Curbing Corporate Welfare and Government Funded Political Campaigns
Should the government spend money to benefit private companies? Should the government spend money to influence voters? In California, they do it all the time. There are laws specifically written to prevent this, but they are undermined by aggressive exploitation of loopholes combined with lax enforcement. And to be fair, genuine ambiguity often makes it hard to know where the lines belong. Let’s consider these one at a time.
Using Taxes to Benefit Private Companies – Corporate Welfare
Gifts of government resources to private organizations – in the form of subsidies to corporations, for example, or payments made under unlawful contracts – are illegal in California.
Article 16 Sec. 6 of the California Constitution, the “gift clause,” prohibits the giving or lending public funds to any person or entity, public or private. Here’s the actual language:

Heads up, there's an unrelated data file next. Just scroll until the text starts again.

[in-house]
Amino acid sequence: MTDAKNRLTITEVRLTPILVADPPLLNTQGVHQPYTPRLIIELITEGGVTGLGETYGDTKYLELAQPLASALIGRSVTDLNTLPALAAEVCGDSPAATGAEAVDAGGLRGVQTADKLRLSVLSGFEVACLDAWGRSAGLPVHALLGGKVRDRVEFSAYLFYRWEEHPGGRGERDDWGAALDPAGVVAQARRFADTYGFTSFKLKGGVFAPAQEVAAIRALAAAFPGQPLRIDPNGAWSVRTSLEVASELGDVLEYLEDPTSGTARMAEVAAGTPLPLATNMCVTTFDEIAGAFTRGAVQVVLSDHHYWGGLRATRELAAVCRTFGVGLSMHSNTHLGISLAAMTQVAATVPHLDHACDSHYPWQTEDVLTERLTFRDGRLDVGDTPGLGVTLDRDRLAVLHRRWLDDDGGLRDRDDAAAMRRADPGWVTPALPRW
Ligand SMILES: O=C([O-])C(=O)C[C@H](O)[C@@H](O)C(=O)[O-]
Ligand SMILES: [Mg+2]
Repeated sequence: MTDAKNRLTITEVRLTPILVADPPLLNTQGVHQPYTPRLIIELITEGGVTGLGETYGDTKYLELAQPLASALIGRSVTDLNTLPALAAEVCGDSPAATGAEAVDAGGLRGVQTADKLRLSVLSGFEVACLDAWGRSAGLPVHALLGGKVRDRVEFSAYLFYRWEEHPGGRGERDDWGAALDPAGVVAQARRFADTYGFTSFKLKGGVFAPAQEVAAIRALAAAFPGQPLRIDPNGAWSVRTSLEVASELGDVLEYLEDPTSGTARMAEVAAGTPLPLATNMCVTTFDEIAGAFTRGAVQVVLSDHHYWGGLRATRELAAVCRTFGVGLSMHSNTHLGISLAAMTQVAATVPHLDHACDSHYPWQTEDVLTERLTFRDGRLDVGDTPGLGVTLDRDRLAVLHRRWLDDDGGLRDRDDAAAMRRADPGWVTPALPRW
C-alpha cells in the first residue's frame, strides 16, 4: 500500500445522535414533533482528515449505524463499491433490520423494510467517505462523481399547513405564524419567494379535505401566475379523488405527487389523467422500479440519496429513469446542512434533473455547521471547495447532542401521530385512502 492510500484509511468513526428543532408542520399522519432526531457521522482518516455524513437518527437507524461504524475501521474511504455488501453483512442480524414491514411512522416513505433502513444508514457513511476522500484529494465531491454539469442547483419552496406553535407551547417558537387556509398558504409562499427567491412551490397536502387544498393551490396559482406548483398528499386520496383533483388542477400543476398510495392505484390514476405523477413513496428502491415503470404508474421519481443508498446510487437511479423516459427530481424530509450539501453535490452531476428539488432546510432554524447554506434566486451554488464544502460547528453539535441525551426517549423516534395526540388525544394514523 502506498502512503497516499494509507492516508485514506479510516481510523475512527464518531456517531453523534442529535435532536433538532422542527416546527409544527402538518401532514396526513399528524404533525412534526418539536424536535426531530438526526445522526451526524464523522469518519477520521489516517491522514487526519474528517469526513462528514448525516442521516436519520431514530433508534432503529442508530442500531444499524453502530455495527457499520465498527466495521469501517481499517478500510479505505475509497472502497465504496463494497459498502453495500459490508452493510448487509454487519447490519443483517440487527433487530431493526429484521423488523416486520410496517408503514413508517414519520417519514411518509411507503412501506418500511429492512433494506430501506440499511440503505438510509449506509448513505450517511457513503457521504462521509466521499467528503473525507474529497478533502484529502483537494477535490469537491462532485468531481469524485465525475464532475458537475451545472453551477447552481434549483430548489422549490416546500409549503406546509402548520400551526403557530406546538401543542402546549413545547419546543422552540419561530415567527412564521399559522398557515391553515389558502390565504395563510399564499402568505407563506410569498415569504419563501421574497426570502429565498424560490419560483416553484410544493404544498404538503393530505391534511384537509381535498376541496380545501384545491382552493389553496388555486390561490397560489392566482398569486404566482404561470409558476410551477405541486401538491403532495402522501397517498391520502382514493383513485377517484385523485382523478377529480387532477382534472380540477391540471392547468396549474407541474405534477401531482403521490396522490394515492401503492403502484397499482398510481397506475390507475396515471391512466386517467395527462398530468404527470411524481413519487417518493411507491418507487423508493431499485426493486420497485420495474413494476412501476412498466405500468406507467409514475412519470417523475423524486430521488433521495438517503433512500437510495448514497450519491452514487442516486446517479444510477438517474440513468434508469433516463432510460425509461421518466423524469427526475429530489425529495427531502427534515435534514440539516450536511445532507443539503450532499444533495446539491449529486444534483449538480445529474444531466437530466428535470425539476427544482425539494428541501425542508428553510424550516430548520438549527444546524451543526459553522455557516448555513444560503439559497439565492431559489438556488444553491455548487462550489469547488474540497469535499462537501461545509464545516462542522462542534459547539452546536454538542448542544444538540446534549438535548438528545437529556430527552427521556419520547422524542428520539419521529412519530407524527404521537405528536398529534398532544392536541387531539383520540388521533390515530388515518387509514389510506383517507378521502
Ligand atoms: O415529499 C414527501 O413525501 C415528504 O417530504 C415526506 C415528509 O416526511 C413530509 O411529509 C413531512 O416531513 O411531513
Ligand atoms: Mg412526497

“The Legislature shall have no power to give or to lend, or to authorize the giving or lending, of the credit of the State, or of any county, city and county, city, township or other political corporation or subdivision of the State now existing, or that may be hereafter established, in aid of or to any person, association, or corporation, whether municipal or otherwise, or to pledge the credit thereof, in any manner whatever, for the payment of the liabilities of any individual, association, municipal or other corporation whatever; nor shall it have power to make any gift or authorize the making of any gift, of any public money or thing of value to any individual, municipal or other corporation whatever.”